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Strange and Familiar: Britain through the eyes of photographers

Place: London, Country: United Kingdom
Curated by Martin Parr
Images courtesy of The Barbican Art Gallery, London

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Strange and Familiar: Britain as Revealed by International Photographers, Installation view Barbican Art Gallery, © Tristan Fewings/ Getty Images 

Strange and Familiar. The Barbican investigates Britain through the eyes of international photographers

Until 19 June, the Barbican Art Gallery in London presents Strange and Familiar:
Britain as Revealed by International Photographers.

Curated by the iconic British photographer Martin Parr, and designed by London based architects Witherford, Watson, Mann, the exhibition is a timely consideration of how international photographers from the 1930s onwards have captured the social, cultural, and political identity of the UK through the camera lens.

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Strange and Familiar: Britain as Revealed by International Photographers, Installation view Barbican Art Gallery, © Tristan Fewings/ Getty Images 

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Jim Dow at the press view of Strange and Familiar: Britain as Revealed by International Photographers, Photo by Tristan Fewings/Getty Images for the Barbican Art Gallery

From social documentary and street photography to portraiture and architectural photography, “strange and familiar” includes works by Tina Barney, Gian Butturini, Henri Cartier-Bresson, Bruce Davidson , Raymond Depardon, Rineke Dijkstra, Jim Dow, Hans Eijkelboom, Robert Frank, Bruce Gilden, Frank Habicht, Candida Höfer, Evelyn Hofer, Axel Hütte, Sergio Larrain, Shinro Ohtake, Akihiko Okamura, Cas Oorthuys, Gilles Peress, Paul Strand, Edith Tudor-Hart, Hans van der Meer, and Garry Winogrand.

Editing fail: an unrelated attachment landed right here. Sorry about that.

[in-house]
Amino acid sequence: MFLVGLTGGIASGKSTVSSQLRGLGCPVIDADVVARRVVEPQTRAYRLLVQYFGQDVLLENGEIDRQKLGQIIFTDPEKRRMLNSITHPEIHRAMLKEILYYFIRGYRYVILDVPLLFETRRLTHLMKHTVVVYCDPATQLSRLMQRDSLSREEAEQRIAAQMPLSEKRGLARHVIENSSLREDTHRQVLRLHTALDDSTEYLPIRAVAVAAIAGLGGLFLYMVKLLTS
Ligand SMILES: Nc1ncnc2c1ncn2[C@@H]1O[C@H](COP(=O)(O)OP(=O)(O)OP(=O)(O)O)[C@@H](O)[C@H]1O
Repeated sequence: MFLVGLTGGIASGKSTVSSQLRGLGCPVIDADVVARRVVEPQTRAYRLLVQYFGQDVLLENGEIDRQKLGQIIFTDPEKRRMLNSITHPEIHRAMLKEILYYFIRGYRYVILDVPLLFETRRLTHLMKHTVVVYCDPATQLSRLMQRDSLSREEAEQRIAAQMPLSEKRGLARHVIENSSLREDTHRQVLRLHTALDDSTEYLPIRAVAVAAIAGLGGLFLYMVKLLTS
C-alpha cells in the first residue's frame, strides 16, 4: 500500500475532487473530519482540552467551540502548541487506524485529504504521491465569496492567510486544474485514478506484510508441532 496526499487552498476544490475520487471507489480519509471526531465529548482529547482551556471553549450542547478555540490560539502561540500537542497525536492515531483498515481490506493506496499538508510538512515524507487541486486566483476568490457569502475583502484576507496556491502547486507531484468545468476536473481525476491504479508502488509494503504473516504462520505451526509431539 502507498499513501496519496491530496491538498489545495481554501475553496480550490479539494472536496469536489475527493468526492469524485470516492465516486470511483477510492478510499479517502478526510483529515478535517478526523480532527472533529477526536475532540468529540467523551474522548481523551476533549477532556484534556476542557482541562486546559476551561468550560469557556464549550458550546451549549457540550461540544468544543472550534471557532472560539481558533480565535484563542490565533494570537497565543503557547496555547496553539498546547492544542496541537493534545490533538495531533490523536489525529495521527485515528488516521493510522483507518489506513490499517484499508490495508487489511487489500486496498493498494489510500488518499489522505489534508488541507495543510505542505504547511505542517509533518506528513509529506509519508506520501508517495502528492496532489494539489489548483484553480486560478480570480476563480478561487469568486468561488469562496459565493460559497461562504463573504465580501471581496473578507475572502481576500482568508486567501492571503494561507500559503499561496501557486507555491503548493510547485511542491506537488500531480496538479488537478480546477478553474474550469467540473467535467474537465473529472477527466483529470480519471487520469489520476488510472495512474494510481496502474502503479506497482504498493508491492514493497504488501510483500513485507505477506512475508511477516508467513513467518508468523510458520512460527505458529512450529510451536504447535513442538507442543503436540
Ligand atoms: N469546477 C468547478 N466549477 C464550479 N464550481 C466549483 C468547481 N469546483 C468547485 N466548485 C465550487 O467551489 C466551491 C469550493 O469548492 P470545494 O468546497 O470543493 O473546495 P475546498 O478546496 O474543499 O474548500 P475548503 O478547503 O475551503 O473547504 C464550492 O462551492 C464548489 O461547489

Each of the 23 photographers has recorded different aspects of the British way of life, depicting its spirit and its evolution through time.

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Photographer Tina Barney with her work Barbican Art Gallery, London 16 February – 19 June 2016 © Tristan Fewings/ Getty Images

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Strange and Familiar: Britain as Revealed by International Photographers, Installation view Barbican Art Gallery, © Tristan Fewings/ Getty Images 

The exhibition begins with the photos made by Edith Tudor-Hart (Austrian-British) in the 1930s and continues with the those of the coronation of King George VI, shot by Henry Cartier-Bresson (French) in 1937.

In the Fifties, Paul Strand (American) depicted landscapes and everyday life at the Hebrides Islands, while Gian Butturini (Italian) and Frank Habicht (German) take the visitors into the euphoric atmosphere of the “swinging Sixties”.

The 1960s are also depicted through the ironic sight of Evelyn Hofer (German-American), in her portrayals of London’s trade keepers, of a butcher at the Smithfield Market, a group of taxi drivers gathering around a kiosk, a woman who sells lollypops, or of the Garrick Club’s waiters.

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Installation views, photo © Tristan Fewings/ Getty Images 

Of particular significance, the surreal and poetic images by Shinro Ohtake (Japanese), exhibited for the first time in the UK, which create a visual diary of London in the Seventies.

The exhibition goes on with the gloomy urban landscapes depicted in Glasgow by Raymond Depardon (French), with the portraits by Rineke Dijkstra (Dutch) of young and vulnerable girls in a night club, with the images of Bruce Gilden (American), who photographs workmen so closely that even the thinnest details of their faces, including the most disquieting, are emphasized.

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Photo © Tristan Fewings/ Getty Images

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Photo © Tristan Fewings/ Getty Images

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Bruce Gilden at the press view of Strange and Familiar: Britain as Revealed by International Photographers, Photo by Tristan Fewings/Getty Images for the Barbican Art Gallery

Finally, the wide selection of works by Hans Eijkelboom presented is arranged in a grid-like layout to create parallels and relationships based on similar clothing, gestures, and accessories, and to investigate the theme of self-representation in today’s globalized culture.

Strange and Familiar: Britain as Revealed by International Photographers
Barbican Art Gallery, Barbican Centre, London, UK
16 March – 19 June 2016




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